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Old 05-15-2016, 06:18 PM   #94
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That's a very comfortable level, Dave! I'm not as lucky but I'm planning to improve the situation soon with Soundown carpet underlayment. My wallet just needs to recover after back-to-back battery and refrigerator replacements.

I downloaded the Sound Meter android app and measure the sound levels in the salon and at the lower helm today. They measured a consistent 78-79 dB at my cruise 1800 RPM. I didn't measure the FB or forward cabins.
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Old 07-18-2016, 12:03 AM   #95
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Level at which sustained exposure may result in hearing loss: 90-95 dB (and don't ignore the wind noise, it all adds up.

Maximum allowed per day at 95 dB by OSHA - 4 hours.
Maximum allowed per day at 94 dB by NIOSH - 1 hour.
I just finished a 15 hour transatlantic flight on a new Boeing 777 and was wondering why it was so noisy. Then I remembered the handy little app on my phone so I took sound readings, which were very surprising:

* Noise level at front of plane (economy seating) 90 dbA
* Noise level towards rear of plane 95 dbA
* Peak levels about 100 dbA

The foam ear plugs quickly went back into my ears! I wonder how many pilots and cabin crew suffer from permanent hearing loss?
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Old 07-18-2016, 12:26 AM   #96
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Quote:
Originally Posted by makobuilders View Post
I just finished a 15 hour transatlantic flight on a new Boeing 777 and was wondering why it was so noisy. Then I remembered the handy little app on my phone so I took sound readings, which were very surprising:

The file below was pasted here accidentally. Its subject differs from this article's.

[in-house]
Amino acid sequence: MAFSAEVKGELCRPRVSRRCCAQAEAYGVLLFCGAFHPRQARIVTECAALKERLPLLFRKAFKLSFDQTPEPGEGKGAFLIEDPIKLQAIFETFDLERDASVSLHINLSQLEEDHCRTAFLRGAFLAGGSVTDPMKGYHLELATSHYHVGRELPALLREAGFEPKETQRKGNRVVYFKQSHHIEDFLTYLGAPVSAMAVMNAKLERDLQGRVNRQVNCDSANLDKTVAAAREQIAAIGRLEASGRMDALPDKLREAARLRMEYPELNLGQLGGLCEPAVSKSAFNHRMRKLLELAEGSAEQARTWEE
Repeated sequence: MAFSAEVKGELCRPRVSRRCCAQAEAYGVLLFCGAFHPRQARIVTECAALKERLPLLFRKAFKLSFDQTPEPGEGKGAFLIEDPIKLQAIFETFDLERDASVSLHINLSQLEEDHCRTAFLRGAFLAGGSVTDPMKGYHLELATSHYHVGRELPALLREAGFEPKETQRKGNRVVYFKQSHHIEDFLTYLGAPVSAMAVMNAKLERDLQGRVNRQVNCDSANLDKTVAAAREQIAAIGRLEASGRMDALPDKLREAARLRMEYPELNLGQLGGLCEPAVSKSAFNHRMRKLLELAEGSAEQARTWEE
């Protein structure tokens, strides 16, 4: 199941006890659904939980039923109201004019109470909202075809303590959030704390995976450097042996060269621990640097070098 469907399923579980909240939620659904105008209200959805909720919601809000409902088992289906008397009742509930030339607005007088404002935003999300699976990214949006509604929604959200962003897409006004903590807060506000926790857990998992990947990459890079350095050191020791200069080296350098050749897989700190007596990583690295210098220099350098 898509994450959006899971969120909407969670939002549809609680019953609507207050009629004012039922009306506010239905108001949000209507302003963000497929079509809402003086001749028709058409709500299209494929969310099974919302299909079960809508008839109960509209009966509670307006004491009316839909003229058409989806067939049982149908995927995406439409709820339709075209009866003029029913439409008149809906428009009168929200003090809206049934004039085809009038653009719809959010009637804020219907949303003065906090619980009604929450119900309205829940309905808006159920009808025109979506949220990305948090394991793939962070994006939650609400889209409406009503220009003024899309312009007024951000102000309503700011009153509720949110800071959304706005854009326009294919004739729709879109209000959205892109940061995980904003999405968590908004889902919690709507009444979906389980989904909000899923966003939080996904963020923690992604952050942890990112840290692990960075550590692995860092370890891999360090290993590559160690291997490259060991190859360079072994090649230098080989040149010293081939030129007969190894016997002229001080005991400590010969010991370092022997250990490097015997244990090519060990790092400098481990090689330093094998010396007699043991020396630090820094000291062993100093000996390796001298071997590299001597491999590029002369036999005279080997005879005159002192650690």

* Noise level at front of plane (economy seating) 90 dbA
* Noise level towards rear of plane 95 dbA
* Peak levels about 100 dbA

The foam ear plugs quickly went back into my ears! I wonder how many pilots and cabin crew suffer from permanent hearing loss?
Wow, I would not have thought it was that loud in a 777. I've been to the UK and back, (20 hours each way accumulatively), and I thought they were quite quiet. I have the same app, and in my car at 100kph, (your 60mph approx), it is 55dB in the driver's seat. I have yet to test the boat. Haven't been out in it since I dowloaded the app.
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Old 07-18-2016, 12:47 AM   #97
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20 hours Peter, that is just insane! Was that nonstop to Heathrow?

Beats my 9 hour flight to London all to HECK, I can barely get off the 777, go through Passport control, screening and walk to the other end of the terminal for my connecting flight to Madrid. They must take you off on a gurney.